Insanity: Doing the same thing over and over and expecting different results. - Albert Einstein As medical students rotating through the wards, we spent a significant portion of each day ordering laboratory tests and then chasing down the results. We wanted to investigate our patients’ illnesses and, just as importantly, we wanted to be prepared for any question with which our professors might surprise us during Attending Rounds. One day, as I was ...

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For years now we’ve been hearing about the trials and tribulations that have evolved in the practice of primary care medicine. However, the discussion has intensified in recent months with passage of national health reform. Recent publications highlight the problems. A paper in the New England Journal of Medicine by Dr. Richard Baron entitled, What Keeps Us So Busy in Primary Care? discusses the time spent by primary care ...

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One of the advantages of marrying an immigrant is having intense exposure to another culture. My wife’s Russian heritage, and her family, have enriched my own life immeasurably. The trip that I took with her and my brother to Russia in 1990, where she served as our personal translator, was unforgettable. During the early years of our relationship, I heard stories about her family that seemed incredible to an American like ...

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There's an interesting video from WCVB in Boston about doctors getting kick backs from the insurance company to switch patients from branded medications to generic medications: New Rules To Protect Prescription Drug Customers. If people were concerned about undue influence when drug companies used to give physicians pens and other novelties (now currently banned by most companies), they should really be concerned about actual monetary payments. The patient interviewed in the Boston ...

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"An apple a day keeps the doctor away," or so goes the old adage. People who believe there’s some truth behind the saying are crunching on a great big Macintosh right now, or at least they will be once they hear about the results of a study from UC-San Diego which showed that every July, there’s a 10% spike in fatal medication errors in hospitals. The scientists behind the study suggested that ...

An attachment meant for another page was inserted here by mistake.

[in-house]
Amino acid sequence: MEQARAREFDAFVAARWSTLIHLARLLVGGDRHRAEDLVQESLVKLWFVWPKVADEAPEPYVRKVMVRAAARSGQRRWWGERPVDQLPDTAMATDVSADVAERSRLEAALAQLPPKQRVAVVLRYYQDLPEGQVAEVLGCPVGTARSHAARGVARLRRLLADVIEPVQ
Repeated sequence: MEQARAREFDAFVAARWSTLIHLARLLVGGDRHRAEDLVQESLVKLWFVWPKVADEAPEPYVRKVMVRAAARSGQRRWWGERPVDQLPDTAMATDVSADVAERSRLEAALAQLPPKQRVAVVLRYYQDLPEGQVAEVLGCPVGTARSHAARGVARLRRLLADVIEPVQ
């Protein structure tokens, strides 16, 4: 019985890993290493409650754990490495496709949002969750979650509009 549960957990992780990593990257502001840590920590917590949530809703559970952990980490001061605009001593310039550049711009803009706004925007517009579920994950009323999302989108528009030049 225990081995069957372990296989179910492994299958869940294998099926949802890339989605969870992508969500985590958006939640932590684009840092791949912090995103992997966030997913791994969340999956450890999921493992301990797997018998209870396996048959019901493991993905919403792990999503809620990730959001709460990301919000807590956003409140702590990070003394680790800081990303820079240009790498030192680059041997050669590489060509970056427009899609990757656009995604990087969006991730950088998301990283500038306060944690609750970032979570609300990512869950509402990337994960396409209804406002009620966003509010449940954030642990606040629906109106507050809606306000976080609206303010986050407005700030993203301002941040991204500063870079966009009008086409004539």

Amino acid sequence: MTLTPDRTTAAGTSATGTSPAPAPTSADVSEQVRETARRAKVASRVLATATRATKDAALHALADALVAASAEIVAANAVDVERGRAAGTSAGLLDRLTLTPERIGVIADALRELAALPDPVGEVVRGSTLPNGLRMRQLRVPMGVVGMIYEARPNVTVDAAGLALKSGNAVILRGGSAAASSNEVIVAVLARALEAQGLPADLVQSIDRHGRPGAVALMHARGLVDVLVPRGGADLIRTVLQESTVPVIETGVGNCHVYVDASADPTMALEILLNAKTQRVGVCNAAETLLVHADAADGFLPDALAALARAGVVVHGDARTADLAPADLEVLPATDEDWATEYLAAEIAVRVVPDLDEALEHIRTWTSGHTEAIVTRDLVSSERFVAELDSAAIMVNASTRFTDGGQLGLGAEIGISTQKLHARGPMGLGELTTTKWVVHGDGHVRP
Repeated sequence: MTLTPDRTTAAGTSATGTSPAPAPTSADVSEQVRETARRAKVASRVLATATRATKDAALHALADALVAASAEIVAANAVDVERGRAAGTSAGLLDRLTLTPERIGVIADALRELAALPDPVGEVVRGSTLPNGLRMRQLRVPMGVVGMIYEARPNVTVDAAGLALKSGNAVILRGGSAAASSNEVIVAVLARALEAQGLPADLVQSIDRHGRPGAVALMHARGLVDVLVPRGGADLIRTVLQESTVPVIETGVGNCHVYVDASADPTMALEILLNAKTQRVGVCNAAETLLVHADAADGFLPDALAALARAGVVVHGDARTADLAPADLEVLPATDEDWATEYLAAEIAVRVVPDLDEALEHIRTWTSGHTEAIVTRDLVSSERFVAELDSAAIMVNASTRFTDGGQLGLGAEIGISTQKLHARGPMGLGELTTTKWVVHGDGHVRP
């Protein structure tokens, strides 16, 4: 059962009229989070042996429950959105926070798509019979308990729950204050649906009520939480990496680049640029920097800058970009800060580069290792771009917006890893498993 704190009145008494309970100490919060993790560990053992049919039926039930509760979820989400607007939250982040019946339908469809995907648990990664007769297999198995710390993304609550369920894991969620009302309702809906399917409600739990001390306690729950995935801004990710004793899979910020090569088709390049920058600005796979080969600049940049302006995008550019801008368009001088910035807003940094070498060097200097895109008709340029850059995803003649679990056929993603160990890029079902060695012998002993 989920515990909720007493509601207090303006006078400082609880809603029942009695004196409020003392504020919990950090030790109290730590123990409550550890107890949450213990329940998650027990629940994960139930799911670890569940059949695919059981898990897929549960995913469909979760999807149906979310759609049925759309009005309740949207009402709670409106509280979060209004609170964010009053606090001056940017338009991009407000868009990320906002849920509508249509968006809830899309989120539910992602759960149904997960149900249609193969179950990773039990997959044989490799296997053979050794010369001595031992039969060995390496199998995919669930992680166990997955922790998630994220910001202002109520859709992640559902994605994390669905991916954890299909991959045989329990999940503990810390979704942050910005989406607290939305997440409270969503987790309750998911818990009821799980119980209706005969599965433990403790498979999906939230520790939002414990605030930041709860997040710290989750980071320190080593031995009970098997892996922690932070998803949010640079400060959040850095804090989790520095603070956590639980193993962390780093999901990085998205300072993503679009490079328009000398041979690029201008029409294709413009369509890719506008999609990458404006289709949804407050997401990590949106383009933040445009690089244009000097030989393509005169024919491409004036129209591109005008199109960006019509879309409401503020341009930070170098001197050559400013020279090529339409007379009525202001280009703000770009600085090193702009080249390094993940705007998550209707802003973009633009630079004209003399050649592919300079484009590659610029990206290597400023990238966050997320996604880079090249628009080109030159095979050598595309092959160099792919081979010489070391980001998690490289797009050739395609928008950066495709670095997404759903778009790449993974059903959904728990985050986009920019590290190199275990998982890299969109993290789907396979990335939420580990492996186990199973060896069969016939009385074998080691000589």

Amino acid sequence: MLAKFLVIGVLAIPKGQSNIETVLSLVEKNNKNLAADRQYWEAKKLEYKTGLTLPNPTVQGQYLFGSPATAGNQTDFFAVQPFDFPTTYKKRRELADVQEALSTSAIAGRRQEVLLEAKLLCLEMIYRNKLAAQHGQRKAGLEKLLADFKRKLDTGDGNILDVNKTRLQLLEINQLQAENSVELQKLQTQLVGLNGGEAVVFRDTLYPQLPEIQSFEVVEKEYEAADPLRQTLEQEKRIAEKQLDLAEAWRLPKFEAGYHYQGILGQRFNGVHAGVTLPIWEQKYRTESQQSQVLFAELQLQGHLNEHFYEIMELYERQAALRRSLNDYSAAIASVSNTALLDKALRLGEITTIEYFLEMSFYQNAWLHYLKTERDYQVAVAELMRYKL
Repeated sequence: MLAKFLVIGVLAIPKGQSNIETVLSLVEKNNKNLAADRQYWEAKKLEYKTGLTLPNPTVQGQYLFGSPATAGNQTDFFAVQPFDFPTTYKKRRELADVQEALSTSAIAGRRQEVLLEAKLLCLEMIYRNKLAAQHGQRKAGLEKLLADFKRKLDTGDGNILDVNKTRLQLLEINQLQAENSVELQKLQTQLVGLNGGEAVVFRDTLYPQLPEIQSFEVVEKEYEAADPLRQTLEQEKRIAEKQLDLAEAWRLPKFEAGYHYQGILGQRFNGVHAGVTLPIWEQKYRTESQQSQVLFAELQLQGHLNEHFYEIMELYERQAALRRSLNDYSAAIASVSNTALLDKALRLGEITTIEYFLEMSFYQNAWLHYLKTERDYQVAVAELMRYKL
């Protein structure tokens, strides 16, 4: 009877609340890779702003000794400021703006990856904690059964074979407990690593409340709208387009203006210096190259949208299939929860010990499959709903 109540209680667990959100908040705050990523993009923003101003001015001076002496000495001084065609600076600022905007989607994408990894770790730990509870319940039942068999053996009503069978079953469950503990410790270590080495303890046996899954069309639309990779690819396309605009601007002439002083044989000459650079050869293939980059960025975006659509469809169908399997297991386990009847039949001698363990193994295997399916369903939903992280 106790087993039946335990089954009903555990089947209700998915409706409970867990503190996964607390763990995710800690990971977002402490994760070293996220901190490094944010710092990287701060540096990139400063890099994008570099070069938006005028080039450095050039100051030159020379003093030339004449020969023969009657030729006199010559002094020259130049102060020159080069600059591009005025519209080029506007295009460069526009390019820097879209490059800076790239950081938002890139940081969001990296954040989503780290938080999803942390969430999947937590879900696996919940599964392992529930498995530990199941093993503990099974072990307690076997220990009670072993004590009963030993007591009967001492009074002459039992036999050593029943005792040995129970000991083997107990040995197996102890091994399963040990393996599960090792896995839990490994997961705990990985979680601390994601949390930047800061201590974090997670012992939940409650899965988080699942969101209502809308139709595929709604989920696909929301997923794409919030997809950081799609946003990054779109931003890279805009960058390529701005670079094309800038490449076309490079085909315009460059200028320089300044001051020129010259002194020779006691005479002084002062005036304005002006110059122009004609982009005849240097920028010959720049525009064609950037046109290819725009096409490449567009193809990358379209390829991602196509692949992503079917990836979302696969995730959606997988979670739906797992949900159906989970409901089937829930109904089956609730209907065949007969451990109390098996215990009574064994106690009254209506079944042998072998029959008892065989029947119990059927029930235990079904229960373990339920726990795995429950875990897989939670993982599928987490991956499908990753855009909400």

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About a month ago, a 44-year-old insurance executive came to see me with complaints of headaches and muscle cramps. His pain was caused by the typical cluster headache located behind one eye, accompanied by one-sided tearing and nasal congestion, and often triggered by occasional wine or chocolate. The muscle cramps mainly affected the legs and seemed to worsen after exercise. When I got the results of his lab work, I was ...

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Can the field of family medicine truly become monotonous? I never thought I’d ever find myself in a repetitive routine when selecting family medicine as my specialty. I spent eleven years after high school studying what I know. How can eleven years of material really become mundane? In a way, it’s a great thing – it means I am feeling comfortable and confident in my job. And I am fortunate enough to ...

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Everyone knows that the heart health of Americans is dismal. Obesity, diabetes, and high blood pressure are all on the rise. For now, technological advances in cardiac care continue to maintain, or in some cases, lower the death rate from heart disease. Squishing blockages, ablating abnormal heart tissue, and installing cardiac devices have successfully kept the abysmal lifestyle habits of so many at bay. Despite all the fury of modern technology ...

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by John Trahanas She was not my patient. Actually, she was nobody’s patient, she was just a wife; she was “the family.” She was a rough, stern looking woman, and with good reason as she had weathered many difficult times. Her husband had been severely demented for many years; however, it was only in the past few months that he required such intensive inpatient care. He was not conscious or communicative, but he ...

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Perhaps the most important principle in practicing medicine, drummed into medical students and junior doctors time and time again, is to do no harm.  Our medical interventions and treatments can be given either too early, too late, or inappropriately, with sometimes terrible and tragic results. Unfortunately, when doctors have harmed patients, the guidelines of what to do thereafter are not as clear, raising the question, “What should doctors do in these ...

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